An army of volunteers removed half a tonne of rubbish from Britain’s highest mountains over the weekend – including a massive ball of chewing gum.
The haul from Ben Nevis – the country’s highest mountain – included a 30-year-old peanut wrapper and enough gum to form a 9lb gumball.
Volunteers also made their way to the top of Scafell Pike and Snowdon, clearing as much as they could from the summit areas and popular routes.
They picked up toilet tissues, banana peels, orange peels, bottle tops, tampons and panty liners, sweet wrappers, foil along with lots of crisp and sandwich wrappers.
Other finds included flags, bits of walking poles, pasta pots, and some old tin can drinks.
Mountain guide and climbing instructor Richard Pyne, who is behind the ambitious project, titled the Real Three Peaks Challenge, said:
“It was a lot better than it was but we are still finding rubbish from back in the day.
“We are finding lots of chewing gum and filled a bag with a ball of about four kilos. It’s bigger than someone’s head.
“Ben Nevis had a markedly lower uplift this year due to a litter pick by The John Muir Trust the previous week.
“I am still trying to find out how much they took off the hill to give us a more accurate figure.
“But the trust, land management folks and hill goers, whether walkers, climbers or guides also pick up litter throughout the year.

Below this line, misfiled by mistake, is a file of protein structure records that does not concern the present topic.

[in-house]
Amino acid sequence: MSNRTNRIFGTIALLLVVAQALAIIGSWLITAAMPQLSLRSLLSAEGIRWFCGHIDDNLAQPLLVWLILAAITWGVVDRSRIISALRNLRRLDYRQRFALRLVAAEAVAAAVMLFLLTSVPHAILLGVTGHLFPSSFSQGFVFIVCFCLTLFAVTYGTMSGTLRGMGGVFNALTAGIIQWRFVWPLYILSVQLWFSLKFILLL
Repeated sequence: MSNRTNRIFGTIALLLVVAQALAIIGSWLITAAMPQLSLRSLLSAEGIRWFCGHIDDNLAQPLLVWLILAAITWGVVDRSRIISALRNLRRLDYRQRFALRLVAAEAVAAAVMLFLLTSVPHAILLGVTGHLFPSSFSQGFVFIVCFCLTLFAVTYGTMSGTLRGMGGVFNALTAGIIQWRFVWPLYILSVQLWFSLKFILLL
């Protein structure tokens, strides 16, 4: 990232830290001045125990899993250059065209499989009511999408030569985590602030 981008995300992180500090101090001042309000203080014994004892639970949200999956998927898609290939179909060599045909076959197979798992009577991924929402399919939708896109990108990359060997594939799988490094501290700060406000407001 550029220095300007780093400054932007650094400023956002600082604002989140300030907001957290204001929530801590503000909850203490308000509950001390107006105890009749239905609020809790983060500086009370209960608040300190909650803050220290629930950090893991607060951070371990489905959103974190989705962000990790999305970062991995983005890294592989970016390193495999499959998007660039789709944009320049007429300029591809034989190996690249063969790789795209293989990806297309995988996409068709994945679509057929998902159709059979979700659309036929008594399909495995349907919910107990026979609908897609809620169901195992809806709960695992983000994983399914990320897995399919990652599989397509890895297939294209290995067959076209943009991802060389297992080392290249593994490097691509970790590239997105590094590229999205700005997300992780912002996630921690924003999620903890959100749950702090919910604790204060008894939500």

“The amount of plastic bottles has gone down. But we are still finding peanut packets from 1987.
“We also found the horseshoe from a pony which was probably working on the track to service the observatory in the period of 1883 – 1904.”
The clean-up of 4,411-feet high Ben Nevis was part of a combined effort to tidy Scotland’s, Wales’s and England’s three highest peaks.
More than 264lbs of rubbish were removed from Ben Nevis after the mountain attracted 100,000 plus walkers this year.
Volunteers also picked up 618lbs from Snowdon, the highest mountain in Wales, and more than 50lbs from Scafell Pike, the highest mountain in England.
The haul from Scafell Pike included underwear, trousers, socks, tins, bags, sanitary towels, doggy bags, plastic bottles and dead thermos flasks and much much more.
The clean-up has in the past removed 1.8 tonnes of litter from the mountains.
This year, alongside the ‘Big 3’ peaks, seven additional areas got deep cleaned too.
Volunteers also collected rubbish from Ben MacDui, Ben Lomond and Mam Tor and Dovestone.
Organisers said the figures were likely to increase as they are awaiting further results from the weekend.
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